Placing Space : Terry Winters, 2010

To imagine the object of one’s attention
attempting to sustain
an independent view.

When objects and the spaces that they occupy change places, what is the “place” that this exchange takes place in? Answer: Our place. To explain this will take some telling.

The question of place arises in looking at these five new canvases by Terry Winters, because in each of them spaces themselves become objects (even objects with quasi-mathematical identities) and the objects that are positioned in proximity to them or problematically ensconced within them—are not only objects, but spaces too. Object and space approach each other, become each other, deform each other. One thinks immediately of the famous bon mot of cosmologist John Wheeler, “Mass grips space by telling it how to curve; space grips mass by telling it how to move.” But more than that, objects are themselves deformations of space, and space itself, qua this deformability, is a kind of object.

For the physicist and for the painter, the meta-space (if there is one) that contains both space and object must seem a kind of ontological mystery: a space not susceptible to mathematicization, something like “Being in the rough,” prior to representation or conceptualization. Not that such a space appears, but its pertinence is intimated.

In Terry Winters’ pictures, the turning of space into object and object into space throws the relationship between paint and image into a remarkable and productive crisis. For if objects are spaces and spaces are objects in the order of representation, the relation between paint and image is drawn into a parallel inversion in the order of material presence. Clumps and swashes of paint relate to each other spatially apart from and in addition to the spaces developed by representational function; and the local distribution of paint on the material canvas yields spatially entangled and complexly layered quasi-entities, which in turn may suggest more or less evanescent images. The two orders, representation and materiality, enter into a rich and gritty self-transforming dialogue, the suggestive implications of the one, resonating, entraining, repelling, contrasting with the other.

A similarly productive clutch of dualities obtains in Winters’ work in regard to the forever vexed question of optical symmetry and compositional balance. Because the images and spaces in Winters’ canvases directly invoke objects whose essential existence is mathematical, some reflection on the meaning of symmetry in mathematics is perhaps in order.

We perceive in these canvases what seem to be arrays, lattices, matrices of almost well-defined objects–spheres, boxes, knots–in rows and columns that are being broken up by other presences and forces, or else that are being hung or smashed or suspended in grids, that are themselves warped, broken, or interfered with by other grids, matrices, or fields. These highly organized objects and, lets call them “fields,” show powerful bi-lateral symmetries. Their unsettled placement on the canvas and the many ways in which they are disrupted, bespeak anti-symmetrical exigencies. Further, if one’s eye foregrounds these objects and fields in one’s experience of the painting, there is a disturbing sense that the canons of compositional balance for objects in their spaces are being abandoned or disrupted with some violence, at the same time that a very frontal and obvious sense of spatial order is being aggressively asserted.

Many of Winters’ “objects”–spheroids, stellate configurations, cubes, nodes–in a sense reflect the interface and distortion between two modes of analysis: geometry with its fully determined metric and capacity to specify visual symmetries precisely; and topology with its discovery of invariances beyond the metrical, optical balances of geometry. In mathematics, symmetry is invariance; optical symmetry, its visually perceptible avatar. Material contingency rips at or cajoles physical objects away from the symmetrical forms they theoretically embody. So the struggle between symmetrical and disrupted forces in Winters’ paintings, because of the suggested geometrical and topological references in their imagery, calls to mind the very tussle between ideal, mathematical objects (and spaces) and the perceptual/optical entities (and spaces) that painting mediates from visual experience, and that mathematics curiously relates to and in some manner determines.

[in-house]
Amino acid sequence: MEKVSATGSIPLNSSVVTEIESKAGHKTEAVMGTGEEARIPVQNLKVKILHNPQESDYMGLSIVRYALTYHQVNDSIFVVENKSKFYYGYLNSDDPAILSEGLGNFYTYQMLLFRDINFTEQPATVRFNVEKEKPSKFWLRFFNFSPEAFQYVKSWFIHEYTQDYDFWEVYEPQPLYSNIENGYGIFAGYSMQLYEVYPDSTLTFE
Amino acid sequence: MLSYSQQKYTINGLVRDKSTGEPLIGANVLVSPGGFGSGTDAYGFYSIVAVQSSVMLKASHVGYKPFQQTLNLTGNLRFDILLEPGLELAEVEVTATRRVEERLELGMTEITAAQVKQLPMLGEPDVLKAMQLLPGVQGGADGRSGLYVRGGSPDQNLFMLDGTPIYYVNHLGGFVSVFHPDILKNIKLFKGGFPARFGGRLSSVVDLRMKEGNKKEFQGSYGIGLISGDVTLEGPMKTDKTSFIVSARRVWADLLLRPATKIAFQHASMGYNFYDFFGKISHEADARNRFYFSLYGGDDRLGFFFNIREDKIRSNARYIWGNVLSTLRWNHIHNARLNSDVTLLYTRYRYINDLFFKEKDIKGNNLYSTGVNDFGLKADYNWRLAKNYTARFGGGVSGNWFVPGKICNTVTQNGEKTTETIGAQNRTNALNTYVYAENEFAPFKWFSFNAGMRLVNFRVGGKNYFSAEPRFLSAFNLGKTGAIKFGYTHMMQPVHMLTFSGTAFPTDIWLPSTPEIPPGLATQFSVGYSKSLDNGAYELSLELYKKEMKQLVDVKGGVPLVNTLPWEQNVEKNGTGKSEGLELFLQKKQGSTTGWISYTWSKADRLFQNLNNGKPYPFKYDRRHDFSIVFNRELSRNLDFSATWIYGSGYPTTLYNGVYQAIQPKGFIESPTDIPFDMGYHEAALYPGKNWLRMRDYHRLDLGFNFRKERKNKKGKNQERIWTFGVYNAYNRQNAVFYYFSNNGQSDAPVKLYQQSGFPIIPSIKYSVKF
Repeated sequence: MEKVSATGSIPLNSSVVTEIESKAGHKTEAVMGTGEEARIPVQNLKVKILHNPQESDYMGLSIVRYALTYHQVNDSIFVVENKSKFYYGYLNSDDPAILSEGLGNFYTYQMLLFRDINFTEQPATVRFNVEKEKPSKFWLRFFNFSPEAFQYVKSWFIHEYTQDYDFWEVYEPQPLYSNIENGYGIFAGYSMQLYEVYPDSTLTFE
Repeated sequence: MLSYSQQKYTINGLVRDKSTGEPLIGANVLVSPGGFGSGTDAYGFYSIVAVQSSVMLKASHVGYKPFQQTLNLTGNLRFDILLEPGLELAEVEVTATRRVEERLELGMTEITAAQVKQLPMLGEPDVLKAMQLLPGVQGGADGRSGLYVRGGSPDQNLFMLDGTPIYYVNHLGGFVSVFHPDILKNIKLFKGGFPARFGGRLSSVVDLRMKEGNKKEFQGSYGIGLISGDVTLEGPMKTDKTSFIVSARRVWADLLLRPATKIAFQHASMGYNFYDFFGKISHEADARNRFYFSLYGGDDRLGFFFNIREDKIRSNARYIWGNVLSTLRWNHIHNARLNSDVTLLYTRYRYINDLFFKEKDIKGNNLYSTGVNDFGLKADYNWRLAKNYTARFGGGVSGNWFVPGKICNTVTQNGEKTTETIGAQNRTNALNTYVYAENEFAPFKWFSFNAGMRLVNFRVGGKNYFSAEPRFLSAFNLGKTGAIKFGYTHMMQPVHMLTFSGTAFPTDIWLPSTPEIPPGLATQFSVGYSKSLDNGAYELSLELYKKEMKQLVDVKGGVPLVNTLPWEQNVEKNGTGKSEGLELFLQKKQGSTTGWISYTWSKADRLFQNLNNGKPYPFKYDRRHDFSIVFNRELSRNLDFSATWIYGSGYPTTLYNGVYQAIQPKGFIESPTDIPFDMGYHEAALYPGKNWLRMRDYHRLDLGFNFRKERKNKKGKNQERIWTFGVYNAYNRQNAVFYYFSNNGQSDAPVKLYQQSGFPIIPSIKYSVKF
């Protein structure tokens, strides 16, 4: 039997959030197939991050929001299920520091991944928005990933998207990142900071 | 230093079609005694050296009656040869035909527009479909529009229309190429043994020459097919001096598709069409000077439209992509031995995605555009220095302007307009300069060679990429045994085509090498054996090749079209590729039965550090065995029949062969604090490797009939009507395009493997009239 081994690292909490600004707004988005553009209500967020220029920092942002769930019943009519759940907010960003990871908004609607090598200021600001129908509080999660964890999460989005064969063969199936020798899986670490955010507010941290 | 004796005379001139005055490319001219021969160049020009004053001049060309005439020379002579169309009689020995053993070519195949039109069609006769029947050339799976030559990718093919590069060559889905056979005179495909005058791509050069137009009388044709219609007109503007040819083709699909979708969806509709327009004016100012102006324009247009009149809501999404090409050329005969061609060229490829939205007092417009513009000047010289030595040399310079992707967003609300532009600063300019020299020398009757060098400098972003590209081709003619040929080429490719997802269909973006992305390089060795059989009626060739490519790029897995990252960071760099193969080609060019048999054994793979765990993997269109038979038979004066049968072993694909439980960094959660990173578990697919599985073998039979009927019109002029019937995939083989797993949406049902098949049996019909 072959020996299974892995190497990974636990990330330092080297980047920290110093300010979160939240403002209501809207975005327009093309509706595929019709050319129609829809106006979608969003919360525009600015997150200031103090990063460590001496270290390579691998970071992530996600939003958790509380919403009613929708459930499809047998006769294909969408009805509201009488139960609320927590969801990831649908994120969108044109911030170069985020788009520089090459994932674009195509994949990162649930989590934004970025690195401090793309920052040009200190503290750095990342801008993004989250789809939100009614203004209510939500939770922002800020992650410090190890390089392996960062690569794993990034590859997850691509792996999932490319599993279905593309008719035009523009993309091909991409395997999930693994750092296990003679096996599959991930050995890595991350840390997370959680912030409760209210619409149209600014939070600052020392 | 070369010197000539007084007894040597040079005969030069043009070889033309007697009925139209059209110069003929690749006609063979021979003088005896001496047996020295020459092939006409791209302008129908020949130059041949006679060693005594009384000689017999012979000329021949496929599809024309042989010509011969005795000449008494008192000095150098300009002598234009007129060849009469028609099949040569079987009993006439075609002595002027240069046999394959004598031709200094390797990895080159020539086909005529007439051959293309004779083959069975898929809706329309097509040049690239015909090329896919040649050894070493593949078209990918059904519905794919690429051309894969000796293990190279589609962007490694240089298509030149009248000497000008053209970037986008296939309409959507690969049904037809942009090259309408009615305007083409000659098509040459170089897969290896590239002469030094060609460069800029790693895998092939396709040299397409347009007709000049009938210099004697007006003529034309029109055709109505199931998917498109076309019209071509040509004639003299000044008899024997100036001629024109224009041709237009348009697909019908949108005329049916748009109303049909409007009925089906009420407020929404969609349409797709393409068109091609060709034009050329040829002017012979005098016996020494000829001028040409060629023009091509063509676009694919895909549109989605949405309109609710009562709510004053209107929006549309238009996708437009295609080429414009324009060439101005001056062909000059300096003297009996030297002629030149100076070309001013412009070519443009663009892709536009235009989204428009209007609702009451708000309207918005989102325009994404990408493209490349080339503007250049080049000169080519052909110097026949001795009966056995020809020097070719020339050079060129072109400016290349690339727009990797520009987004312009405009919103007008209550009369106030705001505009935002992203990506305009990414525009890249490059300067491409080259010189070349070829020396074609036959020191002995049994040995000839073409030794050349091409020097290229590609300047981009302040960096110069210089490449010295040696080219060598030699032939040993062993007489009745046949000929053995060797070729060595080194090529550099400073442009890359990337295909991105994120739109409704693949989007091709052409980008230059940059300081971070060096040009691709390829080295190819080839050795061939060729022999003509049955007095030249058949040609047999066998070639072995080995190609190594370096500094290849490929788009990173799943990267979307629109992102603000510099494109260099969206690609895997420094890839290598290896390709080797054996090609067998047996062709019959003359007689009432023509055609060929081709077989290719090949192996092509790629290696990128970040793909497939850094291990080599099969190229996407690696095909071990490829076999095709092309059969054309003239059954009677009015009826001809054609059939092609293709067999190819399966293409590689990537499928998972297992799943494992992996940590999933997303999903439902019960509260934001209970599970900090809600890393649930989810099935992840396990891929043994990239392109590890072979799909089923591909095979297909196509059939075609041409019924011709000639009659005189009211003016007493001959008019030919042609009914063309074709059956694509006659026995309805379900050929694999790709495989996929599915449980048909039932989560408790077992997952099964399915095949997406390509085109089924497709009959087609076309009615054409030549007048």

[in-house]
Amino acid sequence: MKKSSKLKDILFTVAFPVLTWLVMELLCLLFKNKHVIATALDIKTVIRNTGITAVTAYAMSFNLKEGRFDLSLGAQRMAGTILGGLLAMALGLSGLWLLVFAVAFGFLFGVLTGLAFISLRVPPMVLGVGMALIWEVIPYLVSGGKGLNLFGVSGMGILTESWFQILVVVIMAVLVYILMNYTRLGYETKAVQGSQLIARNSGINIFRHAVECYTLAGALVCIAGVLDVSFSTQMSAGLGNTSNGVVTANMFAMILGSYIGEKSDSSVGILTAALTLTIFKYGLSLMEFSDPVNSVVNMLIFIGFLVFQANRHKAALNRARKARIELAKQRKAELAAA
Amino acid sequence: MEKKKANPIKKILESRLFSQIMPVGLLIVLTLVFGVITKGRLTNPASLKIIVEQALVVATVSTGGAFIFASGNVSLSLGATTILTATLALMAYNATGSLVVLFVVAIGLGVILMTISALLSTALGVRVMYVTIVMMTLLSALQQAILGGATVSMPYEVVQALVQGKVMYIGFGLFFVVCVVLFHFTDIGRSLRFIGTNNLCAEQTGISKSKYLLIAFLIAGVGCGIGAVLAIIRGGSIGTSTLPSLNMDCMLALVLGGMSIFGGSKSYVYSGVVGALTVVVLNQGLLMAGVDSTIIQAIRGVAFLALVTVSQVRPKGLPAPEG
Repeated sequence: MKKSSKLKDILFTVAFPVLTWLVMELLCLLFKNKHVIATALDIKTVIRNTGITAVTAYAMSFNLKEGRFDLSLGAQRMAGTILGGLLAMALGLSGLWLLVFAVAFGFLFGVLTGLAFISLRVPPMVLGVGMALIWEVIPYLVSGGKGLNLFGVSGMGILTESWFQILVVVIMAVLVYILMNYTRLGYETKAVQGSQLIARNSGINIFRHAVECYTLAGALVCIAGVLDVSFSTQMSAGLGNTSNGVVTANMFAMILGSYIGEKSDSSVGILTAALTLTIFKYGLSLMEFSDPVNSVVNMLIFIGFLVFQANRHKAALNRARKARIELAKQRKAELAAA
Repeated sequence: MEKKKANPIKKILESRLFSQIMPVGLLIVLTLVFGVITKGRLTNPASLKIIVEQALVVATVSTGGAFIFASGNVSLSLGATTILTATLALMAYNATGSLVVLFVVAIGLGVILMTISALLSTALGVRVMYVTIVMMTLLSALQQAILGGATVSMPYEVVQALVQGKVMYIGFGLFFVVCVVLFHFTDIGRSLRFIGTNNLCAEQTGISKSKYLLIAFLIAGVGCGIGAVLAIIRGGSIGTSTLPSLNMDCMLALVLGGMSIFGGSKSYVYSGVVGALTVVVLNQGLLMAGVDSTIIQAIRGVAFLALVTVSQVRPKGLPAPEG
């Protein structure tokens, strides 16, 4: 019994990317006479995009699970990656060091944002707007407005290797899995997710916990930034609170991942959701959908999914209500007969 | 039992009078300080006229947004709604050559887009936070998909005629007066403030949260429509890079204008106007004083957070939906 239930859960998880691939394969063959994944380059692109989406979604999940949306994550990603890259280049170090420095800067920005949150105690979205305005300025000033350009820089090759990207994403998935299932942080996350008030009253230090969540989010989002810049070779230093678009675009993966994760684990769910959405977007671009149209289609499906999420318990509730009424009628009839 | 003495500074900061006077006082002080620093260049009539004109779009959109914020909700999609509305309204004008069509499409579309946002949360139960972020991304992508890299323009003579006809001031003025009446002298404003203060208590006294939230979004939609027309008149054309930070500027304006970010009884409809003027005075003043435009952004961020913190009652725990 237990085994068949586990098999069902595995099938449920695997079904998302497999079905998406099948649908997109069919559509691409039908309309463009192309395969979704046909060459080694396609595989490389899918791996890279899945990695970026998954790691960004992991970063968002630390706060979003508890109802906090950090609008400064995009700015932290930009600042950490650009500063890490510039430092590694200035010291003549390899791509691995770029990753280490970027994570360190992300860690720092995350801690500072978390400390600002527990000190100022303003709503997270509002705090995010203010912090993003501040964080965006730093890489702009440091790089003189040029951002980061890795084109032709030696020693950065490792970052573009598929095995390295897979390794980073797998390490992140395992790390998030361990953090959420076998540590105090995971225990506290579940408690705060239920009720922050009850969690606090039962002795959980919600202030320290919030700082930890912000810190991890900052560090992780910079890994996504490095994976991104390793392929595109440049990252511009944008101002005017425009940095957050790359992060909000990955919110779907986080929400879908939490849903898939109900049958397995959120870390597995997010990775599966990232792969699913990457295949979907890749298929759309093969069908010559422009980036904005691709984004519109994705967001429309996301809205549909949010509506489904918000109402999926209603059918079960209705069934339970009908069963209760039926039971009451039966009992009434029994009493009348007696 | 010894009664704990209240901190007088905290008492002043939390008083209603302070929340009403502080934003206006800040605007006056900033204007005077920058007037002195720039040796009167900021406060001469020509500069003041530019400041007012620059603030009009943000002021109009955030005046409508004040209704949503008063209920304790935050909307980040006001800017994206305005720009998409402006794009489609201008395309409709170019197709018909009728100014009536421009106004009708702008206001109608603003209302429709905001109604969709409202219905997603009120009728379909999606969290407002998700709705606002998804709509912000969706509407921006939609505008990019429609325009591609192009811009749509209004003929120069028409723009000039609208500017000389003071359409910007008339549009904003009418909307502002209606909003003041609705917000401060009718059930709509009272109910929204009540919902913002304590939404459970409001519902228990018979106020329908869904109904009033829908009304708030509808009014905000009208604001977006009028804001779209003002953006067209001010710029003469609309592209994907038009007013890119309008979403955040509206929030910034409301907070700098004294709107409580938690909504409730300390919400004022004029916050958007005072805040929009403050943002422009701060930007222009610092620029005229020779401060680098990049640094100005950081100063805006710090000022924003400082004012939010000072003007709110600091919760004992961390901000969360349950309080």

Step back from the detail of the mathematics, and one cannot say whether the dialectic between contingency and symmetry itself isn’t the product of a certain profound human desire. Something in the very being of the mathematician–and many would not only admit but insist upon this–craves to find in material existence or in Being itself, the solace and harmony of symmetrical structures. Winters’ pictures seem to expose this desire to the very contingencies it wishes to dispel, forcing representations of mathematical and physical objects to confront the conditions of visual experience, the materiality of paint and canvas, and the socio-historical conditions of the artistic traditions that have in the past and continue to reflect upon them.

* * *

In speaking of the object-character of the representation of space in Winters’ canvases, it should be clear that I am not referring to so-called “negative space,” or at least not primarily so.

If the objecthood of negative space is already quite mature in Cézanne and Matisse, then the (Euclidean) geometricization of the picture plane is absolute in Mondrian. In Winters, both of these directions are reflected further: objectified space exhibits geometrical features wildly beyond the Euclidean grid. We see in these new works hyper-dimensional, warped, and interpenetrating manifolds and quasi-objects, whose geometrical identities share in the characteristics of these mathematically advanced spaces—and even develop properties mathematics might still have some difficulty representing; i.e., the disintegration or fragmentation of such spaces and objects, or their even being confronted by sentient presences.